MELBOURNE, Australia -- The arena was sweltering. But Radiohead guitarist Jonny Greenwood was on fire.
When he wasn't tearing into a guitar riff, darting around the stage at Festival Hall or tuning into obscure local radio stations on Sunday, the man with the sharpest axe stood behind the xylophone or keyboards, coaxing strange noises seemingly out of nowhere.
"It was good," Greenwood said of the rising room temperature and his fiery stage presence at the Hall that night. "I think because you feel like fainting, it gives an air of lunacy to the whole thing, makes the performance just a little more wired."
Radiohead have been subjected to some ridiculous comparisons over the years -- Queen and Pink Floyd among them -- but their performance at Festival Hall went some way to explaining that tendency.
Like those two '70s-rock arena bands, Radiohead are able to create grand, hyper-emotional moments that are almost overblown in their reach. Like Queen and Pink Floyd, Radiohead are also not adverse to a little highly conceptual wordplay. Unlike Queen, however, Radiohead avoid stadium rock clichés like the plague, preferring to create excitement with their own highly structured and idiosyncratic arrangements and sense of dynamic. And unlike Pink Floyd, Radiohead's concepts never overwhelm the music.
Greenwood in particular was inventive that night, summoning sometimes unbelievable squalls of noise out of his guitar and occasionally substituting on keyboards and even xylophone for the delicate opening of "No Surprises" (RealAudio excerpt) -- a song that singer Thom Yorke dedicated, with heavy sarcasm, to the World Bank.
The audience, sweating in the heat of the arena, reacted with a curious combination of stunned reverence and ecstatic applause. Perhaps the band's signs posted outside the venue requesting no moshing or stage-diving had fans confused -- or maybe it was just that this performance required more than the normal powers of concentration.
The band tramped onstage to the robotic mantra featured on its album
OK Computer: "Getting on better with your associate employee
contemporaries, at ease ... No paranoia," it droned, like some benign computer overlord lecturing a hall full of human worker-drones. The set opened with "Lucky," the slow-burning anthem that first cropped up on the Warchild fund-raiser album, Help, in 1995. With Greenwood's tortured guitar riffs and a bleakly relentless chorus -- "Pull me out of the air crash, pull me out of the lake" -- it proved a strange choice for an opener; but then, this band seems intent on subverting the established rock-show etiquette all the way down the line.
Nine of OK Computer's 12 tracks were featured in the set. "Karma
Police" saw diminutive frontman Yorke howling "I've given all I can -- it's not enough" like a spurned lover. Meanwhile, the swirl of dub noise phasing all over the speaker stacks gave the insidious "Climbing Up The Walls" an even more claustrophobic air than the album version. That song also gave guitarist Greenwood a chance to flail around with a shortwave radio transmitter, interjecting samples of Melbourne's airwave fodder into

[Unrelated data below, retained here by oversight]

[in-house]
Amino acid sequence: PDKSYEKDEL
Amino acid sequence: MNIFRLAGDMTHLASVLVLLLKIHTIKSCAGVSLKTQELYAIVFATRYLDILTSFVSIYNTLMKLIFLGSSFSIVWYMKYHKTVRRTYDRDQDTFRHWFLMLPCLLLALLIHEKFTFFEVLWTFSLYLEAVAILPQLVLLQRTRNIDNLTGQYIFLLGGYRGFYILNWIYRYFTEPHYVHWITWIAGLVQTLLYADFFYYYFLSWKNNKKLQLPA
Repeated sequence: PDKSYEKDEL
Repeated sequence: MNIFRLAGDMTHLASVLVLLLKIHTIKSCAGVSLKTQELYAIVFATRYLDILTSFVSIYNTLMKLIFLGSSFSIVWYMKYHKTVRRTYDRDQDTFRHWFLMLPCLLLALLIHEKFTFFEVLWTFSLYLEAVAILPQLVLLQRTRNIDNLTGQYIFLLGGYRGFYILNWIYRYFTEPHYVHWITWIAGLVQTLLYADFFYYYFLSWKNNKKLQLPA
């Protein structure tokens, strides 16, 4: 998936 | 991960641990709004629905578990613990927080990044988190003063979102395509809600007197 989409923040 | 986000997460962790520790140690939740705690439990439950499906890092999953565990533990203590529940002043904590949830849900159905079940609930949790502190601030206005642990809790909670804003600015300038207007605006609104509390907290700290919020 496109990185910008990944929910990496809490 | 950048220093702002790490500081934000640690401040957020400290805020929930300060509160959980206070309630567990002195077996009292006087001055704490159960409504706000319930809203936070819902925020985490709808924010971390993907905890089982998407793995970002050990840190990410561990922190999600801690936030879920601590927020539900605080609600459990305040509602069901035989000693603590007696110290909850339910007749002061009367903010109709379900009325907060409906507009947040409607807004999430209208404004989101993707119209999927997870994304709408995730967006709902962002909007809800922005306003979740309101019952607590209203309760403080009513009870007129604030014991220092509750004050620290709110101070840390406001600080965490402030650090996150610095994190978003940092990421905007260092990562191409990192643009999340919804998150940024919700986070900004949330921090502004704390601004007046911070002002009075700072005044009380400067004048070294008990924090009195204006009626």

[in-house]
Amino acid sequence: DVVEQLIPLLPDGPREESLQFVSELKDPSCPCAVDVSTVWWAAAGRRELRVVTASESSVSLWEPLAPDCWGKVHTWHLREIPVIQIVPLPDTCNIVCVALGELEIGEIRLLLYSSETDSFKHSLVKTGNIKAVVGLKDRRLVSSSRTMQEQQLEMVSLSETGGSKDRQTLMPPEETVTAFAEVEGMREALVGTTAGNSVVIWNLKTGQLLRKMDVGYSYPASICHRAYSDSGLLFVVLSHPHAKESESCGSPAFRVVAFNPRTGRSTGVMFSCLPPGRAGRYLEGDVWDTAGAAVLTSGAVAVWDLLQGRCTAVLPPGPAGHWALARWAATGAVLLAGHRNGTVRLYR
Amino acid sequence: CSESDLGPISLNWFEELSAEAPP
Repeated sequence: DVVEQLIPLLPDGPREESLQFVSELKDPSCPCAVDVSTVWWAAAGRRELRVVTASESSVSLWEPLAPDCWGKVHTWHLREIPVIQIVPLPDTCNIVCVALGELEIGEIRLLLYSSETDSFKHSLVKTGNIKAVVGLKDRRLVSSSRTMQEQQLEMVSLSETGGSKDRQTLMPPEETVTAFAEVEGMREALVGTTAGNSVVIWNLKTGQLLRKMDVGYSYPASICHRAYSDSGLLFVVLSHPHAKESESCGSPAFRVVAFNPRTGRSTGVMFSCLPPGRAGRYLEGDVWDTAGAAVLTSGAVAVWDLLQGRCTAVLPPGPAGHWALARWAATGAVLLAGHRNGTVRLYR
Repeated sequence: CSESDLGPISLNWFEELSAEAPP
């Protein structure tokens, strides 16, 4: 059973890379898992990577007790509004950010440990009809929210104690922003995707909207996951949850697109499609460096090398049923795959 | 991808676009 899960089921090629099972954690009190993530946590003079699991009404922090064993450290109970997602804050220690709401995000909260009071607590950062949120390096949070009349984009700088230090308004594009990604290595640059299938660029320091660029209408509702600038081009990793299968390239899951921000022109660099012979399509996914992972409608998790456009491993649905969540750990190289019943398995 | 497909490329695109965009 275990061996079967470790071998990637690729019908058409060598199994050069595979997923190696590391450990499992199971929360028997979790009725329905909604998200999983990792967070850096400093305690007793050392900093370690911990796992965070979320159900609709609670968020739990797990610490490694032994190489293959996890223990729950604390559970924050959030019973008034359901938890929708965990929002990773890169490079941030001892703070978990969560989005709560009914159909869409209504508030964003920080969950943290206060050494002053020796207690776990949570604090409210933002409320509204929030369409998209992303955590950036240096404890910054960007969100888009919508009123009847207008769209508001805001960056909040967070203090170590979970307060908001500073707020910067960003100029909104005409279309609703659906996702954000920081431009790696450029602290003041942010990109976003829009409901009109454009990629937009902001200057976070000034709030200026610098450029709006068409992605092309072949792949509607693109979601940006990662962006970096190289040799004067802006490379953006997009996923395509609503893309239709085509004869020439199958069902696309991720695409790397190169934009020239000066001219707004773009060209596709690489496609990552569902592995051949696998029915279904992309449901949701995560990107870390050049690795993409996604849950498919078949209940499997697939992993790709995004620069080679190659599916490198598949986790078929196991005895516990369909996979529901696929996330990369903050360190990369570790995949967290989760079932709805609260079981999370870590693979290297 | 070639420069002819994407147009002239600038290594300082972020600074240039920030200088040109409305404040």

the mix. Perhaps it was a case of "If local commercial radio won't play us, we'll play them." "I spend about 20 minutes tuning in some local radio stations
before the show," Greenwood said. "There’s always the danger that Huey Lewis and the News are going to turn up in an inappropriate part of the song -- but that’s all part of the fun, I suppose."
The band enjoyed themselves in a heads down, reserved English way, that is until Yorke broke from his usual quiet demeanor to demand that the air conditioning be turned on, then performed a theatrical double-take at the news that there was, apparently, no air conditioning -- "Oh, great," he said.
Perhaps overheated, if not burned out, the band exited after a gorgeous rendition of "Fake Plastic Trees" (RealAudio excerpt) -- but the crowd was having none of that. Yorke re-emerged to perform a lovely solo take of "Thinking About You," a simple love song from Pablo Honey that threw the band's more recent, complex material into sharp relief. The band (bassist Colin Greenwood, drummer Phil Selway and guitarists Ed O'Brien and Greenwood) then joined its singer for a three-song encore that covered "The Bends," "Street Spirit" and that psychedelic flotation-device, "Subterranean Homesick Alien."
Hoping to capture some of Radiohead's energy live, the band has hired someone to document the tour, Greenwood said. "He sat down and watched it all back-to-back the other night -- and said it was funny to note how perky we all are at the start of the tour," he explained, "and how rounded our shoulders and dark around the eyes we become as the tour progresses."
With their tour winding down, the band must now consider where to take their music. If you ask Greenwood, there's no sign of Radiohead slowing down. "Well, we keep getting told by our manager that we have to take the summer off, which just sounds awful," he said. "I'm bored already at the thought of stopping for any length of time." [Thurs., Feb. 5, 1998, 9 a.m. PST]